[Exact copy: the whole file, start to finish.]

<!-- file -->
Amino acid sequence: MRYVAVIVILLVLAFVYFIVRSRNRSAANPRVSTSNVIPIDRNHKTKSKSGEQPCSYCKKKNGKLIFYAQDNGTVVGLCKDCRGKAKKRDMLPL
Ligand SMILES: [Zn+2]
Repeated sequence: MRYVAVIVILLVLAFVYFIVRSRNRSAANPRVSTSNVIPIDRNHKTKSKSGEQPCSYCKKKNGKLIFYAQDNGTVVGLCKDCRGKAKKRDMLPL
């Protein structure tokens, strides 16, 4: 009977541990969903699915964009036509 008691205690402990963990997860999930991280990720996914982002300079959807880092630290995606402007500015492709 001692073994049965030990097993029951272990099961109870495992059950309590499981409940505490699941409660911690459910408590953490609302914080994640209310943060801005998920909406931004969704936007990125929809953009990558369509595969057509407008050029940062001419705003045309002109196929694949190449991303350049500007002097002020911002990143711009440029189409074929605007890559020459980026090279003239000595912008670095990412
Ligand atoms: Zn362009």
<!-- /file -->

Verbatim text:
Amino acid sequence: MRYVAVIVILLVLAFVYFIVRSRNRSAANPRVSTSNVIPIDRNHKTKSKSGEQPCSYCKKKNGKLIFYAQDNGTVVGLCKDCRGKAKKRDMLPL
Ligand SMILES: [Zn+2]
Repeated sequence: MRYVAVIVILLVLAFVYFIVRSRNRSAANPRVSTSNVIPIDRNHKTKSKSGEQPCSYCKKKNGKLIFYAQDNGTVVGLCKDCRGKAKKRDMLPL
């Protein structure tokens, strides 16, 4: 009977541990969903699915964009036509 008691205690402990963990997860999930991280990720996914982002300079959807880092630290995606402007500015492709 001692073994049965030990097993029951272990099961109870495992059950309590499981409940505490699941409660911690459910408590953490609302914080994640209310943060801005998920909406931004969704936007990125929809953009990558369509595969057509407008050029940062001419705003045309002109196929694949190449991303350049500007002097002020911002990143711009440029189409074929605007890559020459980026090279003239000595912008670095990412
Ligand atoms: Zn362009």